Here is an update on the goings on at General Seminary and further reflection on what the situation means for the rest of the church. Updated below at 6 p.m. Friday, October 3.<
Professor Deirdre Good released this statement on the GTS8 facebook site:
We have made a positive proposal early yesterday morning (10/2) to the Executive Committee of the Board. We believe that this proposal addresses all significant misgivings. However, we have not yet had any positive communication from them and are dismayed to see that we are increasingly being replaced. Although the school cannot fire us, they have the right to replace us.
Update: Here is a copy of “positive proposal” referred to above:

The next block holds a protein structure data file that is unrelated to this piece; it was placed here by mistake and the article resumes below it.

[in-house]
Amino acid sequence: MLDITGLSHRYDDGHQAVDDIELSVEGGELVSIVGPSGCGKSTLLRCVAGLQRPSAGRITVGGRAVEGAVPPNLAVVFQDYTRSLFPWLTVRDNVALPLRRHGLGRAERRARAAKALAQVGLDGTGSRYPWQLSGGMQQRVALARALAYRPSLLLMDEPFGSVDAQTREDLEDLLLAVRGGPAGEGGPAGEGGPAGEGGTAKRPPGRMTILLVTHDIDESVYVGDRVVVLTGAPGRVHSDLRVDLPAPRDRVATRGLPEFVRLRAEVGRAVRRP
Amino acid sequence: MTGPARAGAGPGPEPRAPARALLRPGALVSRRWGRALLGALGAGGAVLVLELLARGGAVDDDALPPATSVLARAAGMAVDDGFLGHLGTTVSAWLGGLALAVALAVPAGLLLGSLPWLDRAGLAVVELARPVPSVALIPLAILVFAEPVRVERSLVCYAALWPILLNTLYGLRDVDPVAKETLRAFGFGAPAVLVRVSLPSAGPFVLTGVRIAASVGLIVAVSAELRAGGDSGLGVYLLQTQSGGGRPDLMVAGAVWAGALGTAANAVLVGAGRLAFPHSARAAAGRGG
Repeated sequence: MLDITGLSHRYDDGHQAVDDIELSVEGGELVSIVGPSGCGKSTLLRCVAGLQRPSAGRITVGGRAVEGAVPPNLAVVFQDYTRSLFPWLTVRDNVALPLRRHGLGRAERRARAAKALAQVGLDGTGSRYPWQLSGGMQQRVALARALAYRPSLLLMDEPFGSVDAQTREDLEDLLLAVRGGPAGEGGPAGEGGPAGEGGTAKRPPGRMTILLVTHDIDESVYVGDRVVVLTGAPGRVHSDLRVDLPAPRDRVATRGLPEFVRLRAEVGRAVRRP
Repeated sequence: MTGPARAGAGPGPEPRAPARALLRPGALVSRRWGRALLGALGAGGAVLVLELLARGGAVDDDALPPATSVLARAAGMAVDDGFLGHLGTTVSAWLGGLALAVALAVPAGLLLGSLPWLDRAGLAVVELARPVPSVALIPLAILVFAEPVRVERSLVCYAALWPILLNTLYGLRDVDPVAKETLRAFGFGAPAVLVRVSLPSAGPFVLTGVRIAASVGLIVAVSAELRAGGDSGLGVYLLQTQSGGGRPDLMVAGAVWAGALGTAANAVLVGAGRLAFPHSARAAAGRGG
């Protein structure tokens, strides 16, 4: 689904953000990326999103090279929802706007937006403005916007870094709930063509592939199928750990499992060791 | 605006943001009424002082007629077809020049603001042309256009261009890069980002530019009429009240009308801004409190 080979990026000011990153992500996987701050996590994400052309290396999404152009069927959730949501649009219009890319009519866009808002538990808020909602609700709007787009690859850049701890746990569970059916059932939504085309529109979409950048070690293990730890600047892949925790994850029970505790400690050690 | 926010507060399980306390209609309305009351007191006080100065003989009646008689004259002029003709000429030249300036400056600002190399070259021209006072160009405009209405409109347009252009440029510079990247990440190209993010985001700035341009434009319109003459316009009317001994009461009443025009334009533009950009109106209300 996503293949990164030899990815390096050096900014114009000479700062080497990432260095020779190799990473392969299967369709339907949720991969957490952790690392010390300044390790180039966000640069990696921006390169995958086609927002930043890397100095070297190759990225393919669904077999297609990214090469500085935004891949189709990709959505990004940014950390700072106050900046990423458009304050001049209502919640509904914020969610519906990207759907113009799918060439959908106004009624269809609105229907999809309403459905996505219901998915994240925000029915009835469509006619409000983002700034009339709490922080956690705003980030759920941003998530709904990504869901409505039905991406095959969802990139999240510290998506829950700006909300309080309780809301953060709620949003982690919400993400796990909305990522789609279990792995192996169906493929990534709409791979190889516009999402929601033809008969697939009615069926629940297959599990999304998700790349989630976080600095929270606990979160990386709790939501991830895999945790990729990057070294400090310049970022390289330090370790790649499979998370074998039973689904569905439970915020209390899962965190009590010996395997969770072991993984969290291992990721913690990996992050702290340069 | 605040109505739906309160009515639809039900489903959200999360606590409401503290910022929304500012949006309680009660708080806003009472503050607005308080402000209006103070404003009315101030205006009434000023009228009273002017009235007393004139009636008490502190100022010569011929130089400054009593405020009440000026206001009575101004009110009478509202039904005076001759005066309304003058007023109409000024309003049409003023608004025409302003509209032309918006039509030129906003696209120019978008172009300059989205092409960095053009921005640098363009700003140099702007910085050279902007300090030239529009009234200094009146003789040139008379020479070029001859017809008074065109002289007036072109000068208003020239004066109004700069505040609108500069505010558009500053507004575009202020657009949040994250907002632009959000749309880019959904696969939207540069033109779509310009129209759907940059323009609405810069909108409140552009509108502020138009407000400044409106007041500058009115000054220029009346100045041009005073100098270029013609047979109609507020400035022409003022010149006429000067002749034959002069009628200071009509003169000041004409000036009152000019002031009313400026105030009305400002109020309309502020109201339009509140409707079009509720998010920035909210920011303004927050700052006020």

Letter to Bishop Sisk (October 2nd 2014 12.09pm)
1. Thank-you for your positive letter
2. We are taking it in the spirit of an invitation
3. How can we de-escalate the situation? We want to find a path forward to return to the classroom and to common worship for the sake of our students
4. Let us suggest a path forward:
1. You reinstate us in a statement (this must be phrased in such a way that does not jeopardize Prof Andrew Irving’s employment status)
2. Our working relations in the seminary –that is our teaching and common worship– are normalized in order to get the Seminary back on track
3. We shall continue to cooperate with the investigation
4. We would prefer that the Dean be suspended during the investigation [as is normal practice],
5. But we are willing to work with his presence provided that some ground rules be established for our interaction: the Dean should be instructed to limit interactions with us (until the October 16 meeting) to